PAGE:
I am delighted to share my review today for The Outsider by Stephen King. This is the first of my #20BooksofSummer reading challenge that I am taking part in.
When an eleven-year-old boy is found murdered in a town park, reliable eyewitnesses undeniably point to the town’s popular Little League coach, Terry Maitland, as the culprit. DNA evidence and fingerprints confirm the crime was committed by this well-loved family man.
Horrified by the brutal killing, Detective Ralph Anderson, whose own son was once coached by Maitland, orders the suspect to be arrested in a public spectacle. But Maitland has an alibi. And further research confirms he was indeed out of town that day.
As Anderson and the District Attorney trace the clues, the investigation expands from Ohio to Texas. And as horrifying answers begin to emerge, so King’s propulsive story of almost unbearable suspense kicks into high gear.
Terry Maitland seems like a nice guy but there is one rock-hard fact, as unassailable as gravity: a man cannot be in two places at the same time. Can he?
It’s been a while since I read a book by this author, well apart from a re-read of IT a couple of years ago.
The Outsider started as a crime thriller read after the brutal murder of a young boy. All the evidence points to one man. Other evidence places that same man in another place.
I enjoyed the crime aspect of this story and the thrill of the investigation. I enjoyed the feeling of something being wrong. I did have a theory early on, and to be honest I think that is something most readers would pick up on Mine was based on an urban legend/myth that I thought would be a fitting suspect.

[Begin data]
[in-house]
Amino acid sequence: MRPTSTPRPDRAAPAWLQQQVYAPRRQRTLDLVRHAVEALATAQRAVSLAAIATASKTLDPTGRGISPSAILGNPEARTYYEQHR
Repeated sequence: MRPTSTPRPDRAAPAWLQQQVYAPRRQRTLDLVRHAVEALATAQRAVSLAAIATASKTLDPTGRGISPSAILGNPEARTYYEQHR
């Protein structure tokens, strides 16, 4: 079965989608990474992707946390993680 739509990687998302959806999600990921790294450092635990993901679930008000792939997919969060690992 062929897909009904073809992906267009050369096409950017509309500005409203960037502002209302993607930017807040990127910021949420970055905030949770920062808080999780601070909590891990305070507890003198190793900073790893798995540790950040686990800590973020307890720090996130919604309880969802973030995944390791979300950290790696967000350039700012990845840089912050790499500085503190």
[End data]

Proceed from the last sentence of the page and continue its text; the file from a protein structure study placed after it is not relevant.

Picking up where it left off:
Because this is a King book there are certain expectations that I have before reading. I expect a story that is not straight forward, that is going to have an unsettling feeling, a level of horror that me turning all the lights on. This story definitely does have all those.
The story has an almost two-part feel. The first is more the investigations, witnesses and trying to work out the various angles. The second part is something a little bit different. It also sees the appearance of my favourite character in this story, Holly.
Holly is a character who is almost a mystery in herself, I know she has appeared in other books, but I have not read them. She for me is a linking character. She helps join the two parts of the book for me. Linking the crime investigation to what follows.
There is a good amount of tension that builds up, I think a lot of this was my imagination trying to leap forward trying to guess what the author was going to come up with.
By the time I got to the crucial point of the story where the suspect is cornered, I was thoroughly enjoying the book. Then the reasons behind the murder were explained and I have to say I felt a little deflated. As I was reading it I thought “Oh is that it!”, I just felt it ended a bit quick.
Don’t get me wrong I did enjoy the story a lot, I thoroughly enjoyed the tense build-up, the eerieness and the crime investigation. The description of the brutal nature of the crime was uncomfortable to read. For me this story had more of a suspense and mystery feel to it rather than a horror.
With that in mind, I would recommend this book to readers who like crime, thriller, suspense with mysterious leanings in the second half.
It is a book I would Recommend.
Book #1 of 20 in my #20 Books of Summer reading Challenge
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